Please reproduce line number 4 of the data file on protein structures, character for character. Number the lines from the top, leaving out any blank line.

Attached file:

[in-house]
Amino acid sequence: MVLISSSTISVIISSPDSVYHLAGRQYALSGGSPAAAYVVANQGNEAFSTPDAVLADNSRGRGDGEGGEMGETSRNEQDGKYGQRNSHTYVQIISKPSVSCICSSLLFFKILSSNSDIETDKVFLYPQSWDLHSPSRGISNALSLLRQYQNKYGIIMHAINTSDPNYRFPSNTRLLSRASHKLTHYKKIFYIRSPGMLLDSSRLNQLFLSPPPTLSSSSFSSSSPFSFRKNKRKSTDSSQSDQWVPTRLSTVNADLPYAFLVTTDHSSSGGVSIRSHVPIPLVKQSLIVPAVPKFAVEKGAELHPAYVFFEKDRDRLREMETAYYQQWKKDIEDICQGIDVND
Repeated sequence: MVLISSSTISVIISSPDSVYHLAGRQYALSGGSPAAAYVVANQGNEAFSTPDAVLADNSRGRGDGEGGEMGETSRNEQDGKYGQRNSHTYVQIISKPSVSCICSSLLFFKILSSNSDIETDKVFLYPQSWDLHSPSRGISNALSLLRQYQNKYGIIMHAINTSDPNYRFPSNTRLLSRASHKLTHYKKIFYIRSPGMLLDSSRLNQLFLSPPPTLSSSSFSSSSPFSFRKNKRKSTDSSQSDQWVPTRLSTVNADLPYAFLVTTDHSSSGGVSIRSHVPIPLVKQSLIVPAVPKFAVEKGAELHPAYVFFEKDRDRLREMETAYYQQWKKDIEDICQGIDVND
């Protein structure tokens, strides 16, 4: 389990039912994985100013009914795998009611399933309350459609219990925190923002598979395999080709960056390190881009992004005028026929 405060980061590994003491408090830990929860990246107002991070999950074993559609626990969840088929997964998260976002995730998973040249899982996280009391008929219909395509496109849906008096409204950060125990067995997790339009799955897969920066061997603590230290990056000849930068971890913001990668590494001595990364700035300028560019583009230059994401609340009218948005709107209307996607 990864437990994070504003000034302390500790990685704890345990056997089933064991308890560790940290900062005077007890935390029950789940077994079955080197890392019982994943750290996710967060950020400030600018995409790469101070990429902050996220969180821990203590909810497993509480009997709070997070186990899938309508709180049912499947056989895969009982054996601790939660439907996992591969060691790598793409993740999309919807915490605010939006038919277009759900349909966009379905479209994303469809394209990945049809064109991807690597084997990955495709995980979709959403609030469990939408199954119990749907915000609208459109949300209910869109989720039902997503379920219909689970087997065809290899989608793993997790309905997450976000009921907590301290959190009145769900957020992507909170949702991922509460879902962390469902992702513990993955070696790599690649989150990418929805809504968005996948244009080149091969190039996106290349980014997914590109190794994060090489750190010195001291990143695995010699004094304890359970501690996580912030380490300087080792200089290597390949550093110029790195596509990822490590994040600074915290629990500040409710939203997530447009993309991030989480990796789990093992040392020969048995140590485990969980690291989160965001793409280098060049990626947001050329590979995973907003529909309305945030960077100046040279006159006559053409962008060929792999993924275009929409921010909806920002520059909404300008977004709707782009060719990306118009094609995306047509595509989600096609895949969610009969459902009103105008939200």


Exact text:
């Protein structure tokens, strides 16, 4: 389990039912994985100013009914795998009611399933309350459609219990925190923002598979395999080709960056390190881009992004005028026929 405060980061590994003491408090830990929860990246107002991070999950074993559609626990969840088929997964998260976002995730998973040249899982996280009391008929219909395509496109849906008096409204950060125990067995997790339009799955897969920066061997603590230290990056000849930068971890913001990668590494001595990364700035300028560019583009230059994401609340009218948005709107209307996607 990864437990994070504003000034302390500790990685704890345990056997089933064991308890560790940290900062005077007890935390029950789940077994079955080197890392019982994943750290996710967060950020400030600018995409790469101070990429902050996220969180821990203590909810497993509480009997709070997070186990899938309508709180049912499947056989895969009982054996601790939660439907996992591969060691790598793409993740999309919807915490605010939006038919277009759900349909966009379905479209994303469809394209990945049809064109991807690597084997990955495709995980979709959403609030469990939408199954119990749907915000609208459109949300209910869109989720039902997503379920219909689970087997065809290899989608793993997790309905997450976000009921907590301290959190009145769900957020992507909170949702991922509460879902962390469902992702513990993955070696790599690649989150990418929805809504968005996948244009080149091969190039996106290349980014997914590109190794994060090489750190010195001291990143695995010699004094304890359970501690996580912030380490300087080792200089290597390949550093110029790195596509990822490590994040600074915290629990500040409710939203997530447009993309991030989480990796789990093992040392020969048995140590485990969980690291989160965001793409280098060049990626947001050329590979995973907003529909309305945030960077100046040279006159006559053409962008060929792999993924275009929409921010909806920002520059909404300008977004709707782009060719990306118009094609995306047509595509989600096609895949969610009969459902009103105008939200």